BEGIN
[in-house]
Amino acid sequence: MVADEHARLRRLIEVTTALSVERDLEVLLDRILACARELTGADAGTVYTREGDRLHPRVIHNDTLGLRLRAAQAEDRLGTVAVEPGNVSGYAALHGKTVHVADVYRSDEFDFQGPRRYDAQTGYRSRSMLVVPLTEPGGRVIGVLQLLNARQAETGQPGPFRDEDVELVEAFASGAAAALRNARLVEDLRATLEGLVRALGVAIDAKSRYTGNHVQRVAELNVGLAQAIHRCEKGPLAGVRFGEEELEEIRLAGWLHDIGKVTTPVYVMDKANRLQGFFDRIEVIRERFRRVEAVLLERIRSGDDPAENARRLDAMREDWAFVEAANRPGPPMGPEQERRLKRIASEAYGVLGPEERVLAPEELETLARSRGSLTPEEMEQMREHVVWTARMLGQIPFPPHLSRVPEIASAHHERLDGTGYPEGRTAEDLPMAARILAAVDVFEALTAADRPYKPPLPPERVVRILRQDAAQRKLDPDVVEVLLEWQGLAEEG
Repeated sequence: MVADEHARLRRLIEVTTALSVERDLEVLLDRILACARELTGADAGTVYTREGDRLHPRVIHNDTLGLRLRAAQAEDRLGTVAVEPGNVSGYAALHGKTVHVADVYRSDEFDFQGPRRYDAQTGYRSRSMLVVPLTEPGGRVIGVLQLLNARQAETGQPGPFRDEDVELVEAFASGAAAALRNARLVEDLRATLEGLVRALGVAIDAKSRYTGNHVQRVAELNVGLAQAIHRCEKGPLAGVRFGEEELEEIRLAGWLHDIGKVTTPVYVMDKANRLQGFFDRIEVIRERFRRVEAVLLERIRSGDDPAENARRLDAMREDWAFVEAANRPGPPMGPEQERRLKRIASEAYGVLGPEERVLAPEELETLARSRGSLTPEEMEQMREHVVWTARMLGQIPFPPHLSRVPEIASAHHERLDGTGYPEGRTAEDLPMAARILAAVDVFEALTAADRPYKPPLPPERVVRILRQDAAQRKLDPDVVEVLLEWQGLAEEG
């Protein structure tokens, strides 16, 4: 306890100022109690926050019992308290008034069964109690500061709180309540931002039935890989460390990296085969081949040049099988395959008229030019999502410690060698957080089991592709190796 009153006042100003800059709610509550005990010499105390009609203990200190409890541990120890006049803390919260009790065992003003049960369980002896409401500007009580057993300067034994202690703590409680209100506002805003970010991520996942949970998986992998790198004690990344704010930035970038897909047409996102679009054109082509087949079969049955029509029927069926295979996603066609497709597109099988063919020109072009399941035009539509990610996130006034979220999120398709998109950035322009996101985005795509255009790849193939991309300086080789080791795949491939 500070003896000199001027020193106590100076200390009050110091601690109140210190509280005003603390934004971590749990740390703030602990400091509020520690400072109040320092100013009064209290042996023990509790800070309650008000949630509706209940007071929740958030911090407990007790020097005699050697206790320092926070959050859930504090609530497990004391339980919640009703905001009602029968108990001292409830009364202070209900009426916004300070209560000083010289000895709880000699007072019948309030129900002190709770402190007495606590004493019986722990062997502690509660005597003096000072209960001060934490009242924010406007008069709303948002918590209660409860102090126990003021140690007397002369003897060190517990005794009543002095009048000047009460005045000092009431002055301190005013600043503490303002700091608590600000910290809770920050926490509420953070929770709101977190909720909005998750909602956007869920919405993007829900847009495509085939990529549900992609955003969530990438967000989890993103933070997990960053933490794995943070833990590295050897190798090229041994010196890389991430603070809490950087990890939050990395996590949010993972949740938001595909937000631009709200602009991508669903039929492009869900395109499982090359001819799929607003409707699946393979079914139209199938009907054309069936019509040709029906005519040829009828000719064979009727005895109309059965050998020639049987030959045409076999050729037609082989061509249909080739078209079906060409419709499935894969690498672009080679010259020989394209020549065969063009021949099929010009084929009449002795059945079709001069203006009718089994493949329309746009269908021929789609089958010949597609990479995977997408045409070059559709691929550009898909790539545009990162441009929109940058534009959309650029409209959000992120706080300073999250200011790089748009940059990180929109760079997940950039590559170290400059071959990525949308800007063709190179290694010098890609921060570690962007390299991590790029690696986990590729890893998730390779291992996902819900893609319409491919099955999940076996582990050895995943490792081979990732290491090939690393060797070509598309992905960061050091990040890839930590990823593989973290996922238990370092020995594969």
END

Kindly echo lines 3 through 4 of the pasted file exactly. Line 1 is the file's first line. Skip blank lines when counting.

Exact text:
Repeated sequence: MVADEHARLRRLIEVTTALSVERDLEVLLDRILACARELTGADAGTVYTREGDRLHPRVIHNDTLGLRLRAAQAEDRLGTVAVEPGNVSGYAALHGKTVHVADVYRSDEFDFQGPRRYDAQTGYRSRSMLVVPLTEPGGRVIGVLQLLNARQAETGQPGPFRDEDVELVEAFASGAAAALRNARLVEDLRATLEGLVRALGVAIDAKSRYTGNHVQRVAELNVGLAQAIHRCEKGPLAGVRFGEEELEEIRLAGWLHDIGKVTTPVYVMDKANRLQGFFDRIEVIRERFRRVEAVLLERIRSGDDPAENARRLDAMREDWAFVEAANRPGPPMGPEQERRLKRIASEAYGVLGPEERVLAPEELETLARSRGSLTPEEMEQMREHVVWTARMLGQIPFPPHLSRVPEIASAHHERLDGTGYPEGRTAEDLPMAARILAAVDVFEALTAADRPYKPPLPPERVVRILRQDAAQRKLDPDVVEVLLEWQGLAEEG
């Protein structure tokens, strides 16, 4: 306890100022109690926050019992308290008034069964109690500061709180309540931002039935890989460390990296085969081949040049099988395959008229030019999502410690060698957080089991592709190796 009153006042100003800059709610509550005990010499105390009609203990200190409890541990120890006049803390919260009790065992003003049960369980002896409401500007009580057993300067034994202690703590409680209100506002805003970010991520996942949970998986992998790198004690990344704010930035970038897909047409996102679009054109082509087949079969049955029509029927069926295979996603066609497709597109099988063919020109072009399941035009539509990610996130006034979220999120398709998109950035322009996101985005795509255009790849193939991309300086080789080791795949491939 500070003896000199001027020193106590100076200390009050110091601690109140210190509280005003603390934004971590749990740390703030602990400091509020520690400072109040320092100013009064209290042996023990509790800070309650008000949630509706209940007071929740958030911090407990007790020097005699050697206790320092926070959050859930504090609530497990004391339980919640009703905001009602029968108990001292409830009364202070209900009426916004300070209560000083010289000895709880000699007072019948309030129900002190709770402190007495606590004493019986722990062997502690509660005597003096000072209960001060934490009242924010406007008069709303948002918590209660409860102090126990003021140690007397002369003897060190517990005794009543002095009048000047009460005045000092009431002055301190005013600043503490303002700091608590600000910290809770920050926490509420953070929770709101977190909720909005998750909602956007869920919405993007829900847009495509085939990529549900992609955003969530990438967000989890993103933070997990960053933490794995943070833990590295050897190798090229041994010196890389991430603070809490950087990890939050990395996590949010993972949740938001595909937000631009709200602009991508669903039929492009869900395109499982090359001819799929607003409707699946393979079914139209199938009907054309069936019509040709029906005519040829009828000719064979009727005895109309059965050998020639049987030959045409076999050729037609082989061509249909080739078209079906060409419709499935894969690498672009080679010259020989394209020549065969063009021949099929010009084929009449002795059945079709001069203006009718089994493949329309746009269908021929789609089958010949597609990479995977997408045409070059559709691929550009898909790539545009990162441009929109940058534009959309650029409209959000992120706080300073999250200011790089748009940059990180929109760079997940950039590559170290400059071959990525949308800007063709190179290694010098890609921060570690962007390299991590790029690696986990590729890893998730390779291992996902819900893609319409491919099955999940076996582990050895995943490792081979990732290491090939690393060797070509598309992905960061050091990040890839930590990823593989973290996922238990370092020995594969």